Miss Manners is tempted to make everyone join hands and repeat: "Merry Christmas; I will be grateful for what I get." Those who criticize others for their signatures, their artistic writing or their habit of giving presents rather than cards deserve a lump of coal.

The rest of the problems might be eased, however, if the senders of Christmas cards could manage to keep the recipients in mind. Annual newsletters appeal only to those who are close enough to be known to be interested in the contents, but not close enough to be expected to keep in touch.

Miss Manners is willing to overlook computerized labels, but if the number of people who would be pleased to get your minimal greeting is so large that you need to have your name printed, you may be popular enough to invest in an automatic writing pen, such as presidents use to fake autographs.

But a perusal of Miss Manners's sampling of complaints could save you trouble. It seems that people are not so pleased with the technically polite minimum of an impersonal card -- or the startling one of you offering yourself as a visual Christmas present -- as the senders of such missiles fondly imagine.

Q. My husband has been asked to act as master of ceremonies at our niece's wedding. As he has never performed this duty before, I wondered if you might advise us of the correct procedure to follow -- how and when to introduce the head table, toasting and anything else that would make his duties interesting and lighthearted. It will be a relatively small wedding, with just over 100 guests.

A. Since when do people need a master of ceremonies to celebrate their own wedding?

Miss Manners is sorry to say that she knows the answer: Since the American people decided that the archetypal ceremony was the Academy Awards, and that all milestones of life should pattern themselves upon it, including applause and listings of credits.

Introducing the head table is a particular atrocity. Did everyone sneak in, skipping the receiving line? The bride is the one in the wedding dress. Anyone who can't recognize at least some of the others must be at the wrong wedding.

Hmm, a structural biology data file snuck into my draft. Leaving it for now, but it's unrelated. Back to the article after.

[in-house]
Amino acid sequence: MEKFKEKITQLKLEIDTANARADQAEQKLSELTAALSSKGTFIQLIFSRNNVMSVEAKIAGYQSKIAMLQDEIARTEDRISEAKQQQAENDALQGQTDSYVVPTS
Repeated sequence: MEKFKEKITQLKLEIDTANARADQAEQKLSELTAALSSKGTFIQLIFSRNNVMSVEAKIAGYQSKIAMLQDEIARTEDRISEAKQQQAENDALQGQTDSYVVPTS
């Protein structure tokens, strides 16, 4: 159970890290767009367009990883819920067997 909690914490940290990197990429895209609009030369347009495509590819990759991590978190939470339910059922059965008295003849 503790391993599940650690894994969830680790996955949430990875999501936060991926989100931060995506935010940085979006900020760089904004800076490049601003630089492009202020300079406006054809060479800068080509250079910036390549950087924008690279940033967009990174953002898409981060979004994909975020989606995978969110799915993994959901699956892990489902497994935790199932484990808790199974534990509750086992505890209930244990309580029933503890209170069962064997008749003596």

Please ask your husband to confine himself to the hostlike role of offering the first toast at dessert (wedding cake) time and then allowing others to offer toasts as well. Although he may do this with whatever lightheartedness and charm he may muster (Miss Manners can hardly recommend a routine -- he is supposed to be inspired by his affection for the couple), he should remember, even if no one else does, that a wedding is not a television show.

Q. I ordered a dinner of soup and salad at a restaurant, and the waitress brought the salad first. When I asked for the soup first, the answer was "Madam, you have to eat your salad first."

I couldn't do anything but laugh. She called the manager, who of course said it was no problem to serve the soup first. But where did the restaurant custom originate of serving salad first?

A. Wait a minute. "Madam, you have to eat your salad first"? And if you don't finish it, you don't get any dessert? Miss Manners thinks she knows where that attitude originated, and it wasn't in a restaurant.

The reason restaurants serve salad before the main course, whereas private service places the salad after it, is that restaurants need time to cook your food after you arrive and tell them what you want (which you're not supposed to do at a private home), and they don't want you to get cranky waiting.

But they are not supposed to serve the salad before the soup. And they are not entitled to get cranky themselves when you refuse to eat the salad first.